Joe Aston describes his voyage from Cork to Rome with his wife Fiona on a retirement pilgrimage
I worked as a commercial fisherman off the Irish coast for most of my working life. I’m used to having a few hardy crewmen at hand, but my only crew for this journey is Fiona, the woman who threw her lot in with mine nearly 50 years ago.
For the first leg of our voyage, we left Sherkin in September aboard the Anna M, our old schooner-rigged wooden sailing boat built in France in 1961.
Letting go the ropes, I could see our cottage perched white on the hill above, where Fiona had run a bed and breakfast for the past few years, while I took tourists sailing. Having retired and shut up shop just the week before, we had to make the run south to winter the boat near La Rochelle, before the autumn gales arrived.
We were thrown around somewhat off Brittany, where the sea is torn between the English Channel and Biscay, but our breeze held and we were off Penmarc’h two days later and soon moored at St Marine. Island-hopping by way of pretty Groix and Yeu, with its thriving fishing industry and workaday air, we came to St Denis d’Oleron. We left the boat there and spent the dark months at home or in England and France, visiting old friends and relatives.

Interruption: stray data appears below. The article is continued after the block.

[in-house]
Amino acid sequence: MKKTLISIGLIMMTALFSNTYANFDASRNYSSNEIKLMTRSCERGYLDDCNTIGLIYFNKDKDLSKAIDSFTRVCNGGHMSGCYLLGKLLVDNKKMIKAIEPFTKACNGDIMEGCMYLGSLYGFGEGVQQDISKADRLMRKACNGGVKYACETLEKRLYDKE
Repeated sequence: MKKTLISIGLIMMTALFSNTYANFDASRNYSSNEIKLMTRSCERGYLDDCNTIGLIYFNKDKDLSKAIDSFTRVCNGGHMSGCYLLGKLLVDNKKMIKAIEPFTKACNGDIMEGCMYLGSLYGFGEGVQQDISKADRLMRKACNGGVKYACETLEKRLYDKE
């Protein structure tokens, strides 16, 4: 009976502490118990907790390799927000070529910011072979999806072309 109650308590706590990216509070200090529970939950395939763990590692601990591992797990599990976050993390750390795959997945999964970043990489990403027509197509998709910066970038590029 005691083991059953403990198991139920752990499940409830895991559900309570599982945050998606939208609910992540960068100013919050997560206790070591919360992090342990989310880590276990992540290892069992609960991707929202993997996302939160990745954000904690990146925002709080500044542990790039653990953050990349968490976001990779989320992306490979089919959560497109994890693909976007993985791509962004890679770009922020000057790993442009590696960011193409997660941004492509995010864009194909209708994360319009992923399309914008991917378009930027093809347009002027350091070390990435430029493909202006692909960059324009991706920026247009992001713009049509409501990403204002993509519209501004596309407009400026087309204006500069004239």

A cold north-easterly was blowing when we returned to the Anna M in spring, after visiting Lourdes. We sailed from St Denis in April, with this chilly fair wind. The early night was delightful with bright fire in the water lighting up the bow-riding dolphins, but as the night wore on the wind freshened and the stars disappeared.
A grey murk hung over the Spanish coast as we approached next day, with only some lively pilot whales to cheer things up, their chatter reverberating in the cabin. We anchored just inside the entrance to the Ría of Santander, glimpsing snow-covered mountains; it might have been the Clyde!
Over the next few weeks, we worked our way slowly down the north and west coasts of the Iberian Peninsula. It was a slog at times, mainly on account of the swell that seems to haunt these coasts.
Fiona remains unimpressed by the fact that I have been messing around on boats for 60 years now without falling off and constantly worries I’ll slip. What she particularly dislikes is sailing at night, so we ended up going into some uneasy harbours.